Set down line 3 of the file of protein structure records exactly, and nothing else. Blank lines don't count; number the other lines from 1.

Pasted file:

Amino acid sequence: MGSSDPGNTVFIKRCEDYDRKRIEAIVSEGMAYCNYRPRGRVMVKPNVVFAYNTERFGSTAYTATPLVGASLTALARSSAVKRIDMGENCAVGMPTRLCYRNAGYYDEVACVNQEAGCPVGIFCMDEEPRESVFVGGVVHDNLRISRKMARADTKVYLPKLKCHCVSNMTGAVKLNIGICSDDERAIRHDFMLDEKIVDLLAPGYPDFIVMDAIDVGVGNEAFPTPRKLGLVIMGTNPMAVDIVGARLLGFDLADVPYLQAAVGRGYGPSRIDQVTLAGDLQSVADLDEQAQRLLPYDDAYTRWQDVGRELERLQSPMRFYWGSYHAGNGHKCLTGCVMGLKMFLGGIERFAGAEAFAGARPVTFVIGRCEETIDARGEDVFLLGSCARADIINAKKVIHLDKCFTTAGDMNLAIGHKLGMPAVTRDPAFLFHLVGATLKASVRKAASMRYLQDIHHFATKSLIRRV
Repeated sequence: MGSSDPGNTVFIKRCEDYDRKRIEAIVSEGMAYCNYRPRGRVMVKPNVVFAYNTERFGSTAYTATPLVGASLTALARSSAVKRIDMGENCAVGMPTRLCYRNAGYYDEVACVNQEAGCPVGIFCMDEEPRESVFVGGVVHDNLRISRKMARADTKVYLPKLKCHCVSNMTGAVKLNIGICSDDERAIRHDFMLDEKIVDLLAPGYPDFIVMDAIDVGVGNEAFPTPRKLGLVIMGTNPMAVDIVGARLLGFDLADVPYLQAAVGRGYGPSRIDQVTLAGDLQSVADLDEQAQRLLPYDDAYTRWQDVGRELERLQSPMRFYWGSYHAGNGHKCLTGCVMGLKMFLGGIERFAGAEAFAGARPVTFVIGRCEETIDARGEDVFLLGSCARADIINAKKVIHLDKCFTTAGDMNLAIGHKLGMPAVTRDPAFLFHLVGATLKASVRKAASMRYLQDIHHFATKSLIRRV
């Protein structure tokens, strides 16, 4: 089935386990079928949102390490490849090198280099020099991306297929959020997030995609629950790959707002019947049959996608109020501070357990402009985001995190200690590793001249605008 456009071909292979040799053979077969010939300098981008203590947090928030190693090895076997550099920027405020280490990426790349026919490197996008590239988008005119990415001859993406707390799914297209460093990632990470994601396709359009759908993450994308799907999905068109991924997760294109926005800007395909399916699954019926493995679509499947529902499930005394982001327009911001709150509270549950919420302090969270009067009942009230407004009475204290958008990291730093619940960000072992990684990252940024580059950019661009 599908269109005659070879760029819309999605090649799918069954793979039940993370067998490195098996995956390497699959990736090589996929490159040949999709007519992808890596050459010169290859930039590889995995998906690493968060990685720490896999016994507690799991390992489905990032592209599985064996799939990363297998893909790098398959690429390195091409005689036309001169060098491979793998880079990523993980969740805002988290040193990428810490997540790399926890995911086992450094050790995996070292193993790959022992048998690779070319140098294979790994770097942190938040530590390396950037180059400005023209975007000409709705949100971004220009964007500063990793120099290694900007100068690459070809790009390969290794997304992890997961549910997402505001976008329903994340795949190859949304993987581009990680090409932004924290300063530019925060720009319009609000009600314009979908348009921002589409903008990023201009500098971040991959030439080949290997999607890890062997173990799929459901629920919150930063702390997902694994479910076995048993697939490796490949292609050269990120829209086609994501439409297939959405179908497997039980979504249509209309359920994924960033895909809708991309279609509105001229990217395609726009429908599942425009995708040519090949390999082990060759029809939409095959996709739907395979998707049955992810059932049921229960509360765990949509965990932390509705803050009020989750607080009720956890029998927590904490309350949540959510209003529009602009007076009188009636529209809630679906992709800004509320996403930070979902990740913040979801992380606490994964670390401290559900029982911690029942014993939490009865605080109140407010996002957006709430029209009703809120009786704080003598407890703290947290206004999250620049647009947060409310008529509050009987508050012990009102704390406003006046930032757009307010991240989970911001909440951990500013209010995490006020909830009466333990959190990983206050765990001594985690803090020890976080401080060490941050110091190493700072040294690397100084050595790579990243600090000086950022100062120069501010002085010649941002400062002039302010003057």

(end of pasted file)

């Protein structure tokens, strides 16, 4: 089935386990079928949102390490490849090198280099020099991306297929959020997030995609629950790959707002019947049959996608109020501070357990402009985001995190200690590793001249605008 456009071909292979040799053979077969010939300098981008203590947090928030190693090895076997550099920027405020280490990426790349026919490197996008590239988008005119990415001859993406707390799914297209460093990632990470994601396709359009759908993450994308799907999905068109991924997760294109926005800007395909399916699954019926493995679509499947529902499930005394982001327009911001709150509270549950919420302090969270009067009942009230407004009475204290958008990291730093619940960000072992990684990252940024580059950019661009 599908269109005659070879760029819309999605090649799918069954793979039940993370067998490195098996995956390497699959990736090589996929490159040949999709007519992808890596050459010169290859930039590889995995998906690493968060990685720490896999016994507690799991390992489905990032592209599985064996799939990363297998893909790098398959690429390195091409005689036309001169060098491979793998880079990523993980969740805002988290040193990428810490997540790399926890995911086992450094050790995996070292193993790959022992048998690779070319140098294979790994770097942190938040530590390396950037180059400005023209975007000409709705949100971004220009964007500063990793120099290694900007100068690459070809790009390969290794997304992890997961549910997402505001976008329903994340795949190859949304993987581009990680090409932004924290300063530019925060720009319009609000009600314009979908348009921002589409903008990023201009500098971040991959030439080949290997999607890890062997173990799929459901629920919150930063702390997902694994479910076995048993697939490796490949292609050269990120829209086609994501439409297939959405179908497997039980979504249509209309359920994924960033895909809708991309279609509105001229990217395609726009429908599942425009995708040519090949390999082990060759029809939409095959996709739907395979998707049955992810059932049921229960509360765990949509965990932390509705803050009020989750607080009720956890029998927590904490309350949540959510209003529009602009007076009188009636529209809630679906992709800004509320996403930070979902990740913040979801992380606490994964670390401290559900029982911690029942014993939490009865605080109140407010996002957006709430029209009703809120009786704080003598407890703290947290206004999250620049647009947060409310008529509050009987508050012990009102704390406003006046930032757009307010991240989970911001909440951990500013209010995490006020909830009466333990959190990983206050765990001594985690803090020890976080401080060490941050110091190493700072040294690397100084050595790579990243600090000086950022100062120069501010002085010649941002400062002039302010003057």